New Artist of the Day Eliza Shaddad creates a rich and diverse brand of pop that’s not easily ignored.
With an artistic streak running deep through her family’s heritage, it’s unsurprising that Eliza Shaddad’s take on pop music is a far cry from the mainstream. A modern descendant of a rich line of poets and painters, including James Paterson, one of the subversive Glasgow Boys, Shaddad’s music is absolutely the product of her lineage.
Though more recent tracks have taken a more electronically driven approach, resulting in a darker, poppier finish, those from as little as a year ago are thick with the influence of Scottish folk. Waters for instance, its tribal drums and acoustic vibrato, coupled with impassioned vocals, making for essentially listening.
These folky meanderings, exquisite as they may be, aren’t necessarily who Eliza Shaddad is now however; previous single Wars, and latest cut Run offer a clearer picture of where she is at as an artist today.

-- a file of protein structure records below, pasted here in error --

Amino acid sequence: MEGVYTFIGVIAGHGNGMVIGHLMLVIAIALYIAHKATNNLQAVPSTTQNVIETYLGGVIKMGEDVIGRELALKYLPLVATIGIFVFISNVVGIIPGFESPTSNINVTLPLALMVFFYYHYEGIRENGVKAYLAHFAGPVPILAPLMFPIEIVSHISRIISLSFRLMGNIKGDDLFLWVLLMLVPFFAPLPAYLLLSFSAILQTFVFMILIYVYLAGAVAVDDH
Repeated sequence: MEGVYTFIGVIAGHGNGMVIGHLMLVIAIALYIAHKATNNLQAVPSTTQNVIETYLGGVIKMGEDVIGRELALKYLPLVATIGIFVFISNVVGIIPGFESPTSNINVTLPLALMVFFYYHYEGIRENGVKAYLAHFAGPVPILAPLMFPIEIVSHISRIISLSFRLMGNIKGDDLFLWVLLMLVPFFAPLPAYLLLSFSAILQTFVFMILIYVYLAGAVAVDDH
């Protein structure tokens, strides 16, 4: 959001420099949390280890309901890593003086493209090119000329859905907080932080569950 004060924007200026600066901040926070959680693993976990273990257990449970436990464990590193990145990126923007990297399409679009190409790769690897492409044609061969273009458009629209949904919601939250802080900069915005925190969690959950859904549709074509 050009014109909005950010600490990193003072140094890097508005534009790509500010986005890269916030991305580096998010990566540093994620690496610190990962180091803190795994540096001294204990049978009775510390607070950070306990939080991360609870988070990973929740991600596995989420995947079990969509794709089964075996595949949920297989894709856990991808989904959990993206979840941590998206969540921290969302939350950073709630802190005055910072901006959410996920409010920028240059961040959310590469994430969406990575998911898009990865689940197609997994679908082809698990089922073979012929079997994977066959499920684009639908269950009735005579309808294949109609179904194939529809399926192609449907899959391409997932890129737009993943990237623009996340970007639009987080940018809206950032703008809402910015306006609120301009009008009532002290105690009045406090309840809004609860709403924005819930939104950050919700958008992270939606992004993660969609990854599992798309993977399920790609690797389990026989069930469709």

Though the acoustic might have been dropped in favour of plugging-in, Shaddad’s is still in touch with her heritage. Taking cues from her great-great-granddad, who challenged the style and subject of late Victorian painting in Scotland, Shaddad too challenges the style and subject of pop and folk music both; the darker edge of folk becoming one with the sleekness of pop, the sickly-sweet subject matter of pop now replaced starker, more introspective musings.
The aforementioned Run, itself the title track to Eliza’s forthcoming EP, continues the antagonistic tradition: “Run from me far and fast as you can before I ruin you” she laments in a sentiment both powerful and delicate; guarded yet confessional. Bubblegum pop this is not. And it’s all the better for it.